First Lines: I strain to listen for boots on the pavement. Stomping. Marching. But there’s nothing.
I saw this at the library a few weeks ago and I had to read it. As someone who loves social commentaries and seeing parallels between fiction and the world, I was immediately drawn to this.
Layla Amin, a 17-year-old Muslim American from California, can’t believe it when her own country sends her to an internment camp specifically for Muslim Americans–the current “threat” to American security. With the help of new friends on the inside and her boyfriend on the outside, Layla begins fighting for her freedom and her rights. But in order to start a revolution, you have to be ready to make sacrifices.
This was literally the hardest book I’ve read in a long time.
When I first picked it up, I think I made it through the first chapter before I had to put it down from the tension and fear. So later I picked it up and tried to make it through another chapter only to put it back down after a few pages. It was so intense so quickly that I needed some time to adjust to it, which is unfortunately not a luxury our characters got. My anxiety spiked just about every time I read more than 2 pages at a time. That was not a fun sensation.
The premise of the book drew me in. Ahmed refers to this as being set “15 minutes” in the future, but with the references it makes, I’d peg it a little more accurately as like 2021, maybe 2022 (they reference census results). But still. Stuff they experience isn’t out of the realm of possibility. We already see the signs of some of these things on the news. I teach the Holocaust in my classroom and there are extremely scary parallels to that as well–and in the news.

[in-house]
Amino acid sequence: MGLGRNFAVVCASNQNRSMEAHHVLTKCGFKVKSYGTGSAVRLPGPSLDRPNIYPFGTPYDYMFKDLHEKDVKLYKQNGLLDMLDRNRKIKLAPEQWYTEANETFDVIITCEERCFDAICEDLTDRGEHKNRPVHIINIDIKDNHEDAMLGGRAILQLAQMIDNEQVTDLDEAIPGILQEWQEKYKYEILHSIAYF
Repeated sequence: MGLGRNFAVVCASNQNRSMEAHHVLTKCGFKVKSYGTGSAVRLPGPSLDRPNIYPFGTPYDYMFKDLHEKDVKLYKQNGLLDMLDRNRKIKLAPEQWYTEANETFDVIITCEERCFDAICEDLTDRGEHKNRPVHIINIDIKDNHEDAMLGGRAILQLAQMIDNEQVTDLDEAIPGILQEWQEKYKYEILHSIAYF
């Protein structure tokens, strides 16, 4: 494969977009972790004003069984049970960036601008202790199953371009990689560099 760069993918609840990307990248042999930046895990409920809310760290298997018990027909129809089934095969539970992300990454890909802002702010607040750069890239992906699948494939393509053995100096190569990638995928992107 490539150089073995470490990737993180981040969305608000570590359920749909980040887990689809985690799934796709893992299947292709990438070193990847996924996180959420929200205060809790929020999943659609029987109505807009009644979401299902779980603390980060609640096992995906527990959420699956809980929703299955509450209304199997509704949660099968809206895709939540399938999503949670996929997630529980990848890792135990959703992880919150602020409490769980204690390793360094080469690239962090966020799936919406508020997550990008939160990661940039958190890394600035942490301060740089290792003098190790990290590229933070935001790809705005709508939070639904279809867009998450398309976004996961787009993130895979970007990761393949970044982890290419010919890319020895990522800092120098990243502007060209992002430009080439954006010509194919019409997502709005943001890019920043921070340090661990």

It was so horrifying right from the beginning not because of what actually happened but because it 100% could happen. It’s like if the breeze shifts just a little in one direction, this could absolutely be what happens in the next few years. And that’s what destroyed me. I mean, I was obviously moved by Layla’s plight and everything they experienced in the camps, but this could all happen again so easily in my lifetime–before I’m even 30. We like to think we’re so much better than previous generations, but we’re not.
Moving past the politics of it all, I thought the story itself was good. When I could actually sit down and read it, anyway. It’s suspenseful and moving and emotional. It gives you hope, which I think is really a defining characteristic of YA right now (and one I fully embrace). There are shocks and surprises all the way through it because it’s hard to predict what crazy, desperate people will do. And in this case, I’m talking about those in power.
And Layla’s character is so great. She’s brave and determined without being unrealistic. She faces a lot of setbacks and she feels fear the whole time, but she feels like what she’s doing is right and she’s going to keep doing it to make sure things change. It was admirable.
I saw a review that mentioned this book is really heavy-handed and basically forces its philosophy down your throat. And in a way, it does. The points are all laid out as they author wants you to understand it: this is bad, to start revolutions you have to stand up to the bad, you have to be willing to make sacrifices for things to change. I mean, most of these are spelled out almost word for word throughout the book. And yeah, the characters are almost stereotypes of each role, but I didn’t necessarily think that was a bad thing. It’s a really heavy subject and one, as I’ve mentioned, I had a hard time reading all at once. It was easier to read it when that, at least, was simple since the emotions were such a sledgehammer.
I was glad I read this and that it had such a good message to it. But I think it’s safe to say it’s a book I’m only going to read once due to its intensity. I can’t do that twice.